Against all odds, FindHotel keeps on growing steadily in pursuit of our mission: "to get every customer the best accommodation deal worldwide“. A big part of this success is due to our ever evolving data tracking and analytical capabilities. Part I of this series covers a high-level overview of the company's past and current data architecture, the Data Mesh paradigm and the first steps towards a new Data Architecture. Part II will dive a little deeper into the vision and design of what we are building, next features, and the types of engineers that we are looking for to help us build and evolve our new data architecture. If you’re a Data P.O., Data Engineer, Analytics Engineer or BI Engineer, we're hiring!
Where were we?
Over the first 10 years, FindHotel went from virtually zero data to a fairly sophisticated architecture with multiple internal and external data sources, streaming and batch pipelines, consumers, sinks, machine learning models, etc... and we're very proud of it. It served us well, so far. But the company's data needs have been growing faster than the centralized Data Team can manage, so it was time to regroup and reorganize.
Main pain points
- Since the Data Team was completely overloaded, client teams that had the expertise and resources to process their data naturally requested ownership over sections of their data pipelines, while other teams resorted to hacks to shortcut access to raw data, which led to inefficiencies, increased costs and less than optimal use of their time.
- Data validation tests implemented manually, static documentation, poor data quality and lack of standardization. These issues generate bugs and emergencies that steal a significant chunk of the team's time.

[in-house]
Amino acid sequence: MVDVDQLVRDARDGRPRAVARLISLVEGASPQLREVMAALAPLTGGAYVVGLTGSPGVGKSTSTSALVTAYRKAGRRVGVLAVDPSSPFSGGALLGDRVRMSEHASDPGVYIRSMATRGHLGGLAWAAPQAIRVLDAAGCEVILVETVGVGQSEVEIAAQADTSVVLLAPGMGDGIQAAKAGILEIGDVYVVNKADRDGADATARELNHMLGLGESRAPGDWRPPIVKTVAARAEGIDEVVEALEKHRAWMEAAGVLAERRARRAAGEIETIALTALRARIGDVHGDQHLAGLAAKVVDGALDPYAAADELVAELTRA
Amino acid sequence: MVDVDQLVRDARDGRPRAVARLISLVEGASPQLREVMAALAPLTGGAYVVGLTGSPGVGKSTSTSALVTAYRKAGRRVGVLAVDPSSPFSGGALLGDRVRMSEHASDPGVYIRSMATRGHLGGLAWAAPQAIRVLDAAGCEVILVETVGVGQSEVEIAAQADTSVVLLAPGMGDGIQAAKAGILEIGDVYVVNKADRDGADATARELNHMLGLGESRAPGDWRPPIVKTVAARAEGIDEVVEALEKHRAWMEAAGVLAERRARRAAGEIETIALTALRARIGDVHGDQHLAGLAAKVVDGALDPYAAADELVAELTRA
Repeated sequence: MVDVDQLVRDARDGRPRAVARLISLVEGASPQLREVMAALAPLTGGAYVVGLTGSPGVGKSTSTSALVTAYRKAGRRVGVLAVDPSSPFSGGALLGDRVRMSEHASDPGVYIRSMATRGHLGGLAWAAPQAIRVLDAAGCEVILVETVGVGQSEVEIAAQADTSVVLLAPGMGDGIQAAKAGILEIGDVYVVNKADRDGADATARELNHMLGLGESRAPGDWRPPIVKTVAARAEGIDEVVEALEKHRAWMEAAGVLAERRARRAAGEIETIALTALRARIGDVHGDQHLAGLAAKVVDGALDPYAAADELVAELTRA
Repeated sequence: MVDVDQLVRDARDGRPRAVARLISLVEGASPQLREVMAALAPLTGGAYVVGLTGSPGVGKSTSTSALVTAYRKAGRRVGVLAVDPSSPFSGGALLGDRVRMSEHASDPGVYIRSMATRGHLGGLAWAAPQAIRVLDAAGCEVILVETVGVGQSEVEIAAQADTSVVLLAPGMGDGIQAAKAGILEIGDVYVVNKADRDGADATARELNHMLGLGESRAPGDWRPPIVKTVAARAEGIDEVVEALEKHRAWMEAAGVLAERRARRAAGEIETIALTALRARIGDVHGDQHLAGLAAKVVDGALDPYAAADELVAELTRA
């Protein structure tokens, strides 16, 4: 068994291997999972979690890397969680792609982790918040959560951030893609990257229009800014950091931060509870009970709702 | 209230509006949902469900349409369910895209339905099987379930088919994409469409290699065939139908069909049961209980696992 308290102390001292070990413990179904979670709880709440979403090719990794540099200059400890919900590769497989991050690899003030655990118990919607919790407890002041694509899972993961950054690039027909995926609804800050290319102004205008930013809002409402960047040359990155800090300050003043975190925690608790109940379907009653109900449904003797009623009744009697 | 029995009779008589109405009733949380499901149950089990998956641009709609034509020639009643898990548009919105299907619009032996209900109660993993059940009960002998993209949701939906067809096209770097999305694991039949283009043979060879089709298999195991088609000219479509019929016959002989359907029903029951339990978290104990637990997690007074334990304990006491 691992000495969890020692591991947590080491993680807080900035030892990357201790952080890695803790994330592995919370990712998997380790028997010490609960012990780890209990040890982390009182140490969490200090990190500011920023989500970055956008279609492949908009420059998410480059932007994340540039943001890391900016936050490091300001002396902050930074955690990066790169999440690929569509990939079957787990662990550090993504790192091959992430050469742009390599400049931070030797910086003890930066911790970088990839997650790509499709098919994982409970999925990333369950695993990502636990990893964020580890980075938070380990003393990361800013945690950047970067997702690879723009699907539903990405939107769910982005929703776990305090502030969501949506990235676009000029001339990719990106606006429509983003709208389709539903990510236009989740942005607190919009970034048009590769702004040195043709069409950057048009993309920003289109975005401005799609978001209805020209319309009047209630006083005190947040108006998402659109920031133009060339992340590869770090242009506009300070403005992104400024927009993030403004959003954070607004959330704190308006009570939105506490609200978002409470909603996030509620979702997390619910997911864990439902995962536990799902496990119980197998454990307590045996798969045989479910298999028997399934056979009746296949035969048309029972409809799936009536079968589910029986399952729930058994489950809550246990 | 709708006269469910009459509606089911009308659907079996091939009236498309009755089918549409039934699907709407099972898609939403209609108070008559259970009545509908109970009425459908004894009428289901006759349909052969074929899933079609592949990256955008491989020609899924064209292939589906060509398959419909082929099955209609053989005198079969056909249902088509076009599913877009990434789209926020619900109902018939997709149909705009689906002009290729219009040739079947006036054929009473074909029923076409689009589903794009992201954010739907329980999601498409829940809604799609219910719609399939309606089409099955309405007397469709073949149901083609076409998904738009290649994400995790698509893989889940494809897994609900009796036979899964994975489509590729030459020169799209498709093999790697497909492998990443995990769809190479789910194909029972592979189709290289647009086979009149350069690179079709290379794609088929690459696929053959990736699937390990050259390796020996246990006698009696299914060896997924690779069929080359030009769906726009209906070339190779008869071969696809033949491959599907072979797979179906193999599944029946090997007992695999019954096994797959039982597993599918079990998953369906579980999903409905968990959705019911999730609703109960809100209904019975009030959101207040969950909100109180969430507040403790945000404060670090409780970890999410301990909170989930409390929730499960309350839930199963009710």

- Pretty much all the data flows through the same cloud account, set of pipelines, data warehouse and visualization tools. This makes the pipelines less flexible, harder to manage and attribute costs.
Not surprisingly, I’ve seen similar issues on a previous job:
- Live communication, emails, notes and messages get forgotten, buried and lost.
- Static documentation gets stale.
- Automated tests are usually restricted to a single system and they check if builds are compatible with that system’s requirements. But there’s no insurance that those requirements are the same for all other systems that handle that data.
Back then, my old team realized that we needed a central source of truth for event metadata, so we solved part of the problem by creating a repository of event definitions to be used by all stakeholders.
Based on that idea, FindHotel’s Data Team started to draft a more ambitious solution:
- Why not go one step further and add automation into the fold?
- Why not generate resources and documentation dynamically based on metadata?
- Why not add organizational metadata to reflect ownership and automate internal cost attribution?
And, like that, the Data Governance System, or DGS, project was born.
DGS and the Data Mesh
The initial goal was to ensure that all relevant systems were always in sync with the current dataset schema definition, but new ideas kept coming:
- Centralized tool to define event schemas, business rules, validation rules and metadata.
- Ability to serve metadata to other systems.
- Ability to trigger deployment of infrastructure and update documentation.
- Ability to manage access policies reflecting data ownership, facilitating cost attribution.